Web Tech Day Recap: Building With Accessibility “Baked-In”
Middle Georgia State University hosted their 2nd Annual Web Tech Day conference and graciously accepted my pitch to come speak about building accessible websites. So on April 21, I spent the day in Macon speaking to a room of young adults interested in learning more about accessibility.
To a packed-out audience, I underlined the importance of building websites with accessibility in mind rather than retrofitting accessibility into the final product.
Why Building Websites with Accessibility in Mind is Important
According to the World Health Organization (WHO), 15% of the world’s population is considered disabled … That’s nearly the population of China! At some point, everyone experiences changing abilities. As we age, our hearing and vision decline, and most people live about 11% of their life with a permanent or temporary disability.
Physical limitations aren’t the only thing that qualifies a person as disabled. The social model of disability says that our limitations are defined by our environment, not our body or motor skills. Many times the environment and attitudes surrounding us — in both the physical and digital worlds — create barriers of access and inhibit success.
For example, an older person might be considered disabled when using a certain device because of the device’s limitations, not their own. Consider someone in a rural area who can’t access a reliable internet connection, and primarily relies on their phone to browse the internet. Or those in developing countries without the latest and greatest technology.
Each example is part of the socially disabled community because of their environmental limitations. These are all important reasons to bake accessibility into web development. It benefits everyone, not just those with physical disabilities.
Benefits of Baked-In Accessibility
The benefits of considering accessibility prior to development significantly outweigh the time it takes to learn, plan, and design accessible websites for the first time.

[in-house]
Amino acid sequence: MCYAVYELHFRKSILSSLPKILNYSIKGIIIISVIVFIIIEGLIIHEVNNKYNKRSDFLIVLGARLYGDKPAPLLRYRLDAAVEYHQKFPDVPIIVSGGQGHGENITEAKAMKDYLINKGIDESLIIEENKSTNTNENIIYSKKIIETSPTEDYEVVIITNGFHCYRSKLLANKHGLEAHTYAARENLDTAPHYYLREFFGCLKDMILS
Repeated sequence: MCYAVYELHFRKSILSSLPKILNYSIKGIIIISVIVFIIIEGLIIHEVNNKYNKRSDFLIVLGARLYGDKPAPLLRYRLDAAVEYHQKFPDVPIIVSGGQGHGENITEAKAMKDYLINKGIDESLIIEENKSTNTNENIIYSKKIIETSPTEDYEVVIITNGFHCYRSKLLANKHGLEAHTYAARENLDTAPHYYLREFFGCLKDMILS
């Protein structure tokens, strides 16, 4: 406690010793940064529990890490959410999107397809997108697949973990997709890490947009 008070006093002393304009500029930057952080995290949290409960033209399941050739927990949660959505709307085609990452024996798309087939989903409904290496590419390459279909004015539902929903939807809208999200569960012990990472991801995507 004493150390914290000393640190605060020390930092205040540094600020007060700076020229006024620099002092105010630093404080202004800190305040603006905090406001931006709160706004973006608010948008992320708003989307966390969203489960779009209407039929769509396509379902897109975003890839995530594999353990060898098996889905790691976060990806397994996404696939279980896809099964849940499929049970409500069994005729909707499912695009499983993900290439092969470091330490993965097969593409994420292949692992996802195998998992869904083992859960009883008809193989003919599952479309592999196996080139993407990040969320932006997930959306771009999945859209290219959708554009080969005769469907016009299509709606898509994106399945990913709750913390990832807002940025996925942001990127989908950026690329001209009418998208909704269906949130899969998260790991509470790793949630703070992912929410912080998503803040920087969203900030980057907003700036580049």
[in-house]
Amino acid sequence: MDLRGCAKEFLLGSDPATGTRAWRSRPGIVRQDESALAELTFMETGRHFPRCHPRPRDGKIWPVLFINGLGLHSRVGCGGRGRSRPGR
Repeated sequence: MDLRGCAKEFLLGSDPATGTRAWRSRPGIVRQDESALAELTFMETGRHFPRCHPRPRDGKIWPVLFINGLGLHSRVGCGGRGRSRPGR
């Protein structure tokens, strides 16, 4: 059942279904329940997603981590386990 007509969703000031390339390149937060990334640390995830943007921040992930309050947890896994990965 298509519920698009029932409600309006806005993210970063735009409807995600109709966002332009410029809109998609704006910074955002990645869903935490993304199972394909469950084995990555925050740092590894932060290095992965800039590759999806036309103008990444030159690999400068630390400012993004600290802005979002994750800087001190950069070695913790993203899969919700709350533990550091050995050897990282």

From a human impact perspective, you can ensure the inclusion of valuable user groups. For instance, if your core set of users are part of the elderly community, it will benefit them the most if your site meets accessibility guidelines for the visually and hearing impaired.
Building sites with accessible design also allows you to build a more productive and inclusive workforce, retain older employees, and expand the capability of your organization to accommodate employees with disabilities. And don’t forget, an accessible website is a huge public relations win for your organization!
Overcoming Resistance to Change
One of the biggest obstacles people face when building accessible sites is knowing how to sell the idea to their decision makers. Oftentimes, sharing the financial benefits is a good way to get attention.
From a financial stand point, baked-in accessibility saves time and money. Putting accessibility at the forefront of the development process prevents the struggle and minimizes the costs of retrofitting your website or app after it’s built. Accessible design increases the usability of your app or website, thus increasing the number of people who can receive your services.
What to Focus on When Building Accessible Sites
Use the four core principles of the WCAG 2.0 Guidelines to start your accessible design process:
Information and user interface components must be presentable to users in ways they can perceive. Providing alternative text for images or captioning for videos shows consideration for those with vision and hearing disabilities.
User interface components and navigation should be navigable via a keyboard. This helps those who don’t have a mouse or the fine motor skills to operate one.
Information and the operation of user interface must be understandable. Are you using plain language? Do you explain inputs like a contact form? These are important indicators for anyone with a disability.
Content must be robust enough for user agents, like assistive technologies, to interpret it. It’s important that your app or website code is built according to widely accepted standards and can be interpreted by as many devices as possible.
By following these four principles, you’re helping not only the disabled community, but everyone. Need a handy reminder? Think of it as an acronym: “POUR.”
Using reliable resources is the best way to ensure your site is built to the latest accessibility standards and guidelines.
Check out W3C to access web guides and examples to achieve WCAG 2.0 standards. They also provide web-based tools to test your site for each level (A, AA, and AAA) of compliance.
WebAim is a good tool to keep handy for a color contrast checker and a browser extension to evaluate the accessibility of color contrasts on any site.
Lastly, Usability.gov is a great government-focused resource for usability and accessibility testing. The site contains guides specifically for building government websites to assist in all your web standard needs.
Speaking at and attending USG Web Tech Day was a great experience. I hope I can do both again next year!